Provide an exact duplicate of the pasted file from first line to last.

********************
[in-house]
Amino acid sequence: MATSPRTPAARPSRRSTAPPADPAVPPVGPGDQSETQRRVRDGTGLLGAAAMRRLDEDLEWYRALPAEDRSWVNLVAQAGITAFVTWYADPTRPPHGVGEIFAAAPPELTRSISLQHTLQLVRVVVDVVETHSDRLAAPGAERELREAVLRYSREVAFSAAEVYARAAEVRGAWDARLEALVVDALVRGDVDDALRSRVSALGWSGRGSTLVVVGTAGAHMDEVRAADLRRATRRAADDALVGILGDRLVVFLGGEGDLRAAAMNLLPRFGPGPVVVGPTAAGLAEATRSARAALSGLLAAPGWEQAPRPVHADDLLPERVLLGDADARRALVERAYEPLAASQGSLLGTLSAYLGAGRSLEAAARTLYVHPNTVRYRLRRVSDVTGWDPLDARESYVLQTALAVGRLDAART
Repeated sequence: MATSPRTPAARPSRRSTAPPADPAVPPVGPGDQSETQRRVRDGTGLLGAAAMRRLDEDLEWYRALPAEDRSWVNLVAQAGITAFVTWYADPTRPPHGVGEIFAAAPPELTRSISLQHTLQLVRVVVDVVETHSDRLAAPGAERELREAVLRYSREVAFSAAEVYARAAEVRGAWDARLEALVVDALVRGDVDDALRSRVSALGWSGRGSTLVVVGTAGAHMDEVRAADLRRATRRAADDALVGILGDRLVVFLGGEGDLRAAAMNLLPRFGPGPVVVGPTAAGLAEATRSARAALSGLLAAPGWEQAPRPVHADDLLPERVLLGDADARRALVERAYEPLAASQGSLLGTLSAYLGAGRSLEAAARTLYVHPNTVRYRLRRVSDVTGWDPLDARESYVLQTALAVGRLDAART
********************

[in-house]
Amino acid sequence: MATSPRTPAARPSRRSTAPPADPAVPPVGPGDQSETQRRVRDGTGLLGAAAMRRLDEDLEWYRALPAEDRSWVNLVAQAGITAFVTWYADPTRPPHGVGEIFAAAPPELTRSISLQHTLQLVRVVVDVVETHSDRLAAPGAERELREAVLRYSREVAFSAAEVYARAAEVRGAWDARLEALVVDALVRGDVDDALRSRVSALGWSGRGSTLVVVGTAGAHMDEVRAADLRRATRRAADDALVGILGDRLVVFLGGEGDLRAAAMNLLPRFGPGPVVVGPTAAGLAEATRSARAALSGLLAAPGWEQAPRPVHADDLLPERVLLGDADARRALVERAYEPLAASQGSLLGTLSAYLGAGRSLEAAARTLYVHPNTVRYRLRRVSDVTGWDPLDARESYVLQTALAVGRLDAART
Repeated sequence: MATSPRTPAARPSRRSTAPPADPAVPPVGPGDQSETQRRVRDGTGLLGAAAMRRLDEDLEWYRALPAEDRSWVNLVAQAGITAFVTWYADPTRPPHGVGEIFAAAPPELTRSISLQHTLQLVRVVVDVVETHSDRLAAPGAERELREAVLRYSREVAFSAAEVYARAAEVRGAWDARLEALVVDALVRGDVDDALRSRVSALGWSGRGSTLVVVGTAGAHMDEVRAADLRRATRRAADDALVGILGDRLVVFLGGEGDLRAAAMNLLPRFGPGPVVVGPTAAGLAEATRSARAALSGLLAAPGWEQAPRPVHADDLLPERVLLGDADARRALVERAYEPLAASQGSLLGTLSAYLGAGRSLEAAARTLYVHPNTVRYRLRRVSDVTGWDPLDARESYVLQTALAVGRLDAART